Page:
I swear this is what many of my learners think when they are forced to read or (heaven forbid!) produce traditonal/formal text. Image: Kevin Trotman
I recently retweeted a link to a quick video featuring David Crystal and his thoughts on how the English language is changing as a result of the Internet Age. I'm quite a fan of Crystal and enjoy hearing his observations; it's worth reposting the video in question here:
I'd be inclined to agree with most all of what Crystal claims here, except for the small point he makes about punctuation. He states that there have only been relatively minor changes to the ways people are using regular punctuation, and that punctuation is more noteworthy in terms of how it is being used as an expressive device in its own right (he uses the examples of 'smileys' and emphatic repetition of things like exclamation marks).
Based on the learners I teach (native speakers in the 16-18 age bracket) and what I see them producing in written texts, this is definitely not the case.
Their punctuation hasn't undergone a few minor changes; their punctuation has gone almost completely out the window.
The way I have written the title of this post is pretty darned close (I would imagine) to how most of my current learners would write it. What has been striking to me, however, is just how systematic and regular these punctuation omissions have become across a wide sample of my learners.
Here's a quick list of what I see on a constant basis:
ill, well, hell, shell (I'll, we'll, he'll, she'll)
dont, cant, wont, etc. (don't, can't, won't, etc.)
hes, shes (he's, she's)
george connolly (George Connolly)
are u ready (Are you ready?)
Evidently, the apostrophe is obsolete to my learners, as are capital letters for proper nouns (though, curiously, they do occasionally capitalise the starts of other words for what appears to be something along the lines of emphasis).
At sentence level, commas are very infrequently used and even full stops are sporadic at best (and almost never followed up with a capital letter to signify a new sentence). Question and exclamation marks are seldom employed; colons, semi-colons, dashes and brackets are quite positively extinct.
Where things get interesting (for me at least) is how my learners account for this.
They do, in fact, have some awareness of punctuation (at least in terms of capitalisation and apostrophes) but inform me that they rely on programs like Microsoft Word to either automatically correct their writing or at least show them where their mistakes are before they submit any writing.
My current literacy program involves text input boxes that have no auto-correct or error notification functions. In addition to all this punctuation-free text flowing through, it is alarmingly evident how much spelling has gone to literacy's equivalent of hell. (But then again, English has gotten away with a ludicrous spelling system for far too long now; it seems almost fair to see young native speakers sending it on to hell!)
Some of my learners even accuse me of getting what I deserve, because I don't feature auto-correct or error notifications in the online literacy program I use. In other words: "Let us use the regular typing programs we have at our disposal and you'll get less spelling and punctuation errors to deal with." It's a fascinating accusation to observe as a teacher.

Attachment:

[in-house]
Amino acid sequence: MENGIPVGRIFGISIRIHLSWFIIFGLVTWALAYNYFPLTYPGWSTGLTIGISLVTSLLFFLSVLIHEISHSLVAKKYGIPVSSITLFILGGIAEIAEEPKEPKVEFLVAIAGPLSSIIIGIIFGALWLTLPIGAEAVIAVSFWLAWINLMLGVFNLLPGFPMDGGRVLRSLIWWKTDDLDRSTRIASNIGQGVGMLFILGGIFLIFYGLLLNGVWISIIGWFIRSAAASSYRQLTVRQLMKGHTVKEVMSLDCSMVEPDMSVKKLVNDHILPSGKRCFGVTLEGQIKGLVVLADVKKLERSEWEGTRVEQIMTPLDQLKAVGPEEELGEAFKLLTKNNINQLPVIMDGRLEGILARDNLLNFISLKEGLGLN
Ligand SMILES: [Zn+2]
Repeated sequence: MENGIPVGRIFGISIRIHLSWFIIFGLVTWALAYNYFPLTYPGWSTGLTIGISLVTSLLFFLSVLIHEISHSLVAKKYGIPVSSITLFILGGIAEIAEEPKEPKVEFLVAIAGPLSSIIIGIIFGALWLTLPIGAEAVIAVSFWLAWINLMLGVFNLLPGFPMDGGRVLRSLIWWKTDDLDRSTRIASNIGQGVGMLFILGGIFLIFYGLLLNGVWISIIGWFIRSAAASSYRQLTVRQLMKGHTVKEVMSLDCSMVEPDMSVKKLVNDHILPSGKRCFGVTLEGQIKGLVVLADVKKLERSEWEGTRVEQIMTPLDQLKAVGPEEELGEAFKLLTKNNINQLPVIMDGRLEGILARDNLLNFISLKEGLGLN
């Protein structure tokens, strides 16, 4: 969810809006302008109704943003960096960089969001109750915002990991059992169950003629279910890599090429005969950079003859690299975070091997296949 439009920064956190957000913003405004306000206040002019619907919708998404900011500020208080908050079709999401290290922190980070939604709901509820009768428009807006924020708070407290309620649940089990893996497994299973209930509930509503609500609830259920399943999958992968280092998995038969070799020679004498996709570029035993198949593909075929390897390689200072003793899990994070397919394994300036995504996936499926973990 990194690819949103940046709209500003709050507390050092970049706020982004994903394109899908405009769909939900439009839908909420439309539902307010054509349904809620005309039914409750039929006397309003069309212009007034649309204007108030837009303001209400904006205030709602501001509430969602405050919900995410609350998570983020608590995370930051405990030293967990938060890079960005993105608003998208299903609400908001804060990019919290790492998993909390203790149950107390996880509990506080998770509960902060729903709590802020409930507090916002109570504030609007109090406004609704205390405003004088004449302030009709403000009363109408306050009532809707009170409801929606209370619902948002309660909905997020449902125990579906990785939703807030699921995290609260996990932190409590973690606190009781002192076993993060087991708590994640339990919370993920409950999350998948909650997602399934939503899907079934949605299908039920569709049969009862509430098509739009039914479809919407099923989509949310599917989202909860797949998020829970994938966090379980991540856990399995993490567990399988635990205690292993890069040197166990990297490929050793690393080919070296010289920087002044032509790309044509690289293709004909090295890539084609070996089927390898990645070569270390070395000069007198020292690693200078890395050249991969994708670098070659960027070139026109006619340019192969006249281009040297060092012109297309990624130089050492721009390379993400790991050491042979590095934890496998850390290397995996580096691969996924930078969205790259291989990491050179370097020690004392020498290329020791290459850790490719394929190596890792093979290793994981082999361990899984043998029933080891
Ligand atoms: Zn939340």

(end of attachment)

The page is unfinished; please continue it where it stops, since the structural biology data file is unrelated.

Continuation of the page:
Other conversations with them have yielded other interesting information.
For example, they are more accustomed to texting than typing on a keyboard; texting doesn't feature punctuation as a sentence device but as a 'smiley/emoticon' device. With most phones (smart ones or otherwise), using punctuation involves flipping back and forth between different keyboard screens, making quick messaging a bit of a chore. I can actually sympathise a bit on this front, recalling how frustrating it can be to try and type I'll or we'll or even Fred on my smartphone when I'm in a hurry. This also results, some of my learners inform me, in a situation whereby they sit down with a computer keyboard and don't even 'see' any of the peripheral punctuation keys around the main letter keys -- unless, of course, they're ready to use an emoticon-style device in their communication.
And relatively (or even wholly) punctuation-free text doesn't look or feel wrong to them, no matter what context they are using it in.
This goes far beyond my admittedly 'non academic' vocational students. I now see this sort of text being produced regularly in the comments sections of online newspapers. The more it is published online, I think the more accepted it is becoming.
My final observation about my students' writing and their thoughts about it was possibly the most striking.
"People know what you mean," one student told me. "They just know. Or should know. We don't need to use all those symbols and stuff, do we, if people already get what we are saying?"
This reminded me all of a sudden of my own days as a university student studying Old English, Old Norse and (yes, believe it or not), Runic Scandinavian. On the old parchments (Beowulf, for example) and on the rocks where runic messages were inscribed, there was very little indeed in the way of punctuation. In fact, with Scandinavian runes, they even used the same letter for multiple sounds (b/p, g/k, etc.). There was, at least to some degree, an assumption that the reader would know where to pause and how to interpret the written text, making punctuation relatively unnecessary. Perhaps there was even the assumption that there was more onus on the reader to correctly read/interpret the text than there was for the writer to assiduously transcribe it in a way that left as little to doubt as possible.
In the hands of the Internet generation, is English heading towards (or back to) a similar orientation? With the expectation that machines and programs will do the translating back over to a more traditional form of literacy for those who require it?